It is April 19 and this beautiful shrub is in full bloom with its fragrant pink flowers. Most descriptions of this plant say it is winter blooming, but for me in my zone 6 garden it's the first flowering "tree" in the spring, flowering along with Forsythia, Hamamelis, and Hellebores.

Positive Margotsgarden On Jan 24, 2012, Margotsgarden from Victoria, BC (Zone 7b) wrote:

Winter of 2011/12 in Victoria, BC has been the most beautiful, mild and sunny than any in my 15 year history here. I have 2 of these large shrubs in my garden and their perfume has filled my garden all winter. They too are loving this mild weather and have never had so many blooms before. The one in my back shade garden is easily 20 ft tall at its furthest reaching tips and tolerates the dry shade spot well. I would not do without it even though the leaves smell of petrol when pruned. The one in my front garden grows right up against the North wall and fills the area walking up the steps to our porch. Again deep shade, dry as a bone and indestructible. Both of these shrubs do get good morning sun. I do empty my gold fish bowl water into it so it does get good nutrients and the one in the back entirely obscures our Tumble Composter which drips its tea onto the roots all summer and winter.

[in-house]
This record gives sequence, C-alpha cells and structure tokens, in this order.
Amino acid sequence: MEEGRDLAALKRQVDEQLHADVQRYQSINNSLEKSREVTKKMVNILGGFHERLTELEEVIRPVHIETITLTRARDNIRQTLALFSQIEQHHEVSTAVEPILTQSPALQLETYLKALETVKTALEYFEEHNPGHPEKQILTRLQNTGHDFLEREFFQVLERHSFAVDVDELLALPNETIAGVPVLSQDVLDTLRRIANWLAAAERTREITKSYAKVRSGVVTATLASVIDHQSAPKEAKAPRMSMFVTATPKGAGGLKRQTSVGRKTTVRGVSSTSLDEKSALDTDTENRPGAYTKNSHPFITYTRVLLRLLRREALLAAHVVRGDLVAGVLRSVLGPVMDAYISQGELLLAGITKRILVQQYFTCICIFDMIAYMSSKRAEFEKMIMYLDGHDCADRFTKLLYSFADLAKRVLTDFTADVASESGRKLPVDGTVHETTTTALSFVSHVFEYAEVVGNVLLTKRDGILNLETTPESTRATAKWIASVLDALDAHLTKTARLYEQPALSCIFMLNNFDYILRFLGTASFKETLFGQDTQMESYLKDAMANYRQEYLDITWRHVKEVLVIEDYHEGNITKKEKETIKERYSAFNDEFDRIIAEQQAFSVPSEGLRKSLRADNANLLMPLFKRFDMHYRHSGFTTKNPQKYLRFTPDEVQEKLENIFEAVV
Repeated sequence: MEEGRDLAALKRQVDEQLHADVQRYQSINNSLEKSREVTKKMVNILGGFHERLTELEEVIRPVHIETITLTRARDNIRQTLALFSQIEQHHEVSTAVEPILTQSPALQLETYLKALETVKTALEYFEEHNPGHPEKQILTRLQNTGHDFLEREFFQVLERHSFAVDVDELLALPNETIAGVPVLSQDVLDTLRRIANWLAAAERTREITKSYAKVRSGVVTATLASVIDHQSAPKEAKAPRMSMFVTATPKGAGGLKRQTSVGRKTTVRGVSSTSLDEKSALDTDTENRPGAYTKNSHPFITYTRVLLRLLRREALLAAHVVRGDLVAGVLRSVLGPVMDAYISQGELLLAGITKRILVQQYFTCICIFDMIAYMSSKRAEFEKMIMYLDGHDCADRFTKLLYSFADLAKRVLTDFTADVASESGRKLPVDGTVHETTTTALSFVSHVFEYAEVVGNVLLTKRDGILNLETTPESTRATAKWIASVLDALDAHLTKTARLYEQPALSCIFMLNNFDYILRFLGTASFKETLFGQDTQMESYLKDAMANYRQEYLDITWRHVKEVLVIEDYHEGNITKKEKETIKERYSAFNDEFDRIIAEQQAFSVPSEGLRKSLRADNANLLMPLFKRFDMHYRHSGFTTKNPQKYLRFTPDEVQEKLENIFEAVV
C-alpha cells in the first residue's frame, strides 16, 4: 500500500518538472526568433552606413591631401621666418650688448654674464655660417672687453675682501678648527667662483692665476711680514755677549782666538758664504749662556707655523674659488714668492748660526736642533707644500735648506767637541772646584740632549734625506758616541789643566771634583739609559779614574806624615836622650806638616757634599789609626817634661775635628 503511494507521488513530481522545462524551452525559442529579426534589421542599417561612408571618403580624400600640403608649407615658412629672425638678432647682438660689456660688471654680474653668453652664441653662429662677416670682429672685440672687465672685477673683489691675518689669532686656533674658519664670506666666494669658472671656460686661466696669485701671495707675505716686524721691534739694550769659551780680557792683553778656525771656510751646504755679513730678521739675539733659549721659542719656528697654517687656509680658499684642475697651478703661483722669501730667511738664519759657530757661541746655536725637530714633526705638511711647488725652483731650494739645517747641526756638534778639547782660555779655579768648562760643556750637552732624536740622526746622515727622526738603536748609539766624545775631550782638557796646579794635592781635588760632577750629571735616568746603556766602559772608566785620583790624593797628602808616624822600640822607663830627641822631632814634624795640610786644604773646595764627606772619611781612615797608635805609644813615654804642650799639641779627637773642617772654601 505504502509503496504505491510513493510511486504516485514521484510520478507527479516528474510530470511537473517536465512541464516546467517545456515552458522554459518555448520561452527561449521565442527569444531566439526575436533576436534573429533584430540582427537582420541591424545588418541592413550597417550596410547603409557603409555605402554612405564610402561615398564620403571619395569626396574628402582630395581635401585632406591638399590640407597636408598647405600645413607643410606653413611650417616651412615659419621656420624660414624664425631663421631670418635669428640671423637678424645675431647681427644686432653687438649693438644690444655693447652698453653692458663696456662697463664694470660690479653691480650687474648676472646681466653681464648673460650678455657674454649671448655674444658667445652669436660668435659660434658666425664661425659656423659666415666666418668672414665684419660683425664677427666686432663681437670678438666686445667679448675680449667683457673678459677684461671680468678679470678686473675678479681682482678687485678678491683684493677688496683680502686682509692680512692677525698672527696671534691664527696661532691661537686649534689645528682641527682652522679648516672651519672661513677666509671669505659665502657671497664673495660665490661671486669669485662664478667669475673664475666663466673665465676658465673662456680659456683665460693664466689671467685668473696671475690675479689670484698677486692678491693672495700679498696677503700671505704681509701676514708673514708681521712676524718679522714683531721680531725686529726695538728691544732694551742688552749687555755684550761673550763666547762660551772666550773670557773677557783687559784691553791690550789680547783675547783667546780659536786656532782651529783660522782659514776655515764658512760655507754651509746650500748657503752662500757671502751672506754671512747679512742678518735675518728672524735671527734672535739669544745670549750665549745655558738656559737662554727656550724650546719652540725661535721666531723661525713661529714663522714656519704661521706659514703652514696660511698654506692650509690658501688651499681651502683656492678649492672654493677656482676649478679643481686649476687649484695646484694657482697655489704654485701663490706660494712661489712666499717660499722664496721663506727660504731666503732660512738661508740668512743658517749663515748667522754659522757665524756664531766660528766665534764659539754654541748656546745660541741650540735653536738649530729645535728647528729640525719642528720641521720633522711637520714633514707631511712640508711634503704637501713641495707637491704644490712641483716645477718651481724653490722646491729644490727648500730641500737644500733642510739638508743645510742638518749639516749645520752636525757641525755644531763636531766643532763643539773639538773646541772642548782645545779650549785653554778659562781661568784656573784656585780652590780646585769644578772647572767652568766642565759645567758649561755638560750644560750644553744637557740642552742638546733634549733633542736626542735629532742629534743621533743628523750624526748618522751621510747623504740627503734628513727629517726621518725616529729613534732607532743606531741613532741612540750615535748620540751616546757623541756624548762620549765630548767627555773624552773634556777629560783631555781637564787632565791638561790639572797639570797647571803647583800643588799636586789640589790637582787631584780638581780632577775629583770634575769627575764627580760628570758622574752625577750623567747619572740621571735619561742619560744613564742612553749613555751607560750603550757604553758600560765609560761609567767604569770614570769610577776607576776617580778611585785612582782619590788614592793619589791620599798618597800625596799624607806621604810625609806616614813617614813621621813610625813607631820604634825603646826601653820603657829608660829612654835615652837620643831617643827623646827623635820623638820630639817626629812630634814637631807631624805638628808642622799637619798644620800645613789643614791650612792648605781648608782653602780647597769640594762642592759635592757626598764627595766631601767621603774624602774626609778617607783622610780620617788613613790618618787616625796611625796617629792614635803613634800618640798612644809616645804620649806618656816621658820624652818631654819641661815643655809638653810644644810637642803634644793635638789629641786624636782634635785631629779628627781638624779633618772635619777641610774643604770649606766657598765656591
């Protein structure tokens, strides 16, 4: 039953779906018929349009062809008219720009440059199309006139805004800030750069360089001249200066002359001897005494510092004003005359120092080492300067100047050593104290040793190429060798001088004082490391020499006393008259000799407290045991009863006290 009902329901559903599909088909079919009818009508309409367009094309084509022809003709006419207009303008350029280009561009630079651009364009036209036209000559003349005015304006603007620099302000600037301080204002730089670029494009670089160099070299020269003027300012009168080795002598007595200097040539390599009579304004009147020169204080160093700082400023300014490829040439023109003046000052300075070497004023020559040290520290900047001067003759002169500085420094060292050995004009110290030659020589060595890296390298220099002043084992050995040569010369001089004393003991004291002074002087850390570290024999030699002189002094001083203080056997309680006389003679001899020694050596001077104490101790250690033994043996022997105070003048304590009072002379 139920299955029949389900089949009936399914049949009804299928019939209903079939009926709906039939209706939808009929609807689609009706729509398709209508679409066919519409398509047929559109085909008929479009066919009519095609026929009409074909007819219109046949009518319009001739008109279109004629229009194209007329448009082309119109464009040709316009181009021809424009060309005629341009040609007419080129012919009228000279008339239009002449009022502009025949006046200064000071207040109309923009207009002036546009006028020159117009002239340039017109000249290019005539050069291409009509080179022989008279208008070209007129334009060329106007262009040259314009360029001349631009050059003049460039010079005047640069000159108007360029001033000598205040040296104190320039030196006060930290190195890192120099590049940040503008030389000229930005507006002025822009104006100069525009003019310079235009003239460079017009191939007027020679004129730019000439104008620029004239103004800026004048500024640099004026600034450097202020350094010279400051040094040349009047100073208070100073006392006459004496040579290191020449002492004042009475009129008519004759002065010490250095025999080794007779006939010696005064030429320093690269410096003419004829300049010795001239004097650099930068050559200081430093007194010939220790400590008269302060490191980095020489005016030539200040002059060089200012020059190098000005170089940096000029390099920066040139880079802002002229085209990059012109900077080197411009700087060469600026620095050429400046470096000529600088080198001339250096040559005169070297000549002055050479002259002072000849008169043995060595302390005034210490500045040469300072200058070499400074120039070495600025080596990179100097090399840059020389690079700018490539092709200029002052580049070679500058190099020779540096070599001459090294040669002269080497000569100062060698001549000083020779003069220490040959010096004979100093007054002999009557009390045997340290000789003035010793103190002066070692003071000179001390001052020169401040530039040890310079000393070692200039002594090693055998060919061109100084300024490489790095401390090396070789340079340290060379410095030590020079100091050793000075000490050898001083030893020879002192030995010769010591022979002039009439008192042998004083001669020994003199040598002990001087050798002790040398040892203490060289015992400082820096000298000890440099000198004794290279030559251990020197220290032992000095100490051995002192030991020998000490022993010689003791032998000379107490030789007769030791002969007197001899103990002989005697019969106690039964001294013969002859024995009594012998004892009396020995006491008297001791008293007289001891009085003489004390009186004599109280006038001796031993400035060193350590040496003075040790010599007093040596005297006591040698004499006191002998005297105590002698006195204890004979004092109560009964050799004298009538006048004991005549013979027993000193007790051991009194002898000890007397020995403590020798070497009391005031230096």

Positive braun06 On Jun 10, 2010, braun06 from Peoria Heights, IL (Zone 5b) wrote:

Here in zone 5a this shrub has performed well through a long and very cold winter. There wasnt any resulting dieback. Leaves smell like burnt rubber.

Positive tinyrubies On Jan 8, 2007, tinyrubies from Lebanon, OR wrote:

This remarkable plant keeps my winter garden going; in early January it has been blooming already for 6 weeks and shows no signs of stopping (zone 8, OR). I have it planted in the middle of a mixed border that I see from above through a picture window. Underplant it with early daffodils and crocus; I'm trying to get some creeping thyme to fill in around for the summer as well.

Positive growin On Jan 2, 2006, growin from Vancouver, BC (Zone 8b) wrote:

Blooms through the winter months and adds pleasant colour to a dull landscape. Deeply veined foliage is attractive during the summer months. Cutting propagation was relatively easy - taken in summer to fall in flats with bottom heat. Blooms can become mushy in winter rains.

Positive Todd_Boland On Jan 27, 2005, Todd_Boland from St. John's, NL (Zone 5b) wrote:

This is perhaps the mostly widely available cultivar of the Bodnant Viburnum. Flowers open pale to medium pink but age to a rosy-pink. The mix of pink shades on any given flower cluster is very attractive. Plants bloom throughout winter and spring and are higly fragrant. Listed as hardy to zone 6, I have has mine for 8 years in zone 5b with no problems. With the more severe winters in Newfoundland, mine does not bloom until April-May, the same time as the February Daphne. Together, both make my garden very fragrant throughout April!

Regional...

This plant has been said to grow in the following regions:

Smyrna, Georgia
Peoria Heights, Illinois
Georgetown, Kentucky
Louisville, Kentucky
Cloverly, Maryland
Roslindale, Massachusetts
, Newfoundland and Labrador
Klamath Falls, Oregon
Lebanon, Oregon
Salem, Oregon
Allentown, Pennsylvania
East Norriton, Pennsylvania
Quakertown, Pennsylvania
Manassas, Virginia
Lake Goodwin, Washington
Seattle, Washington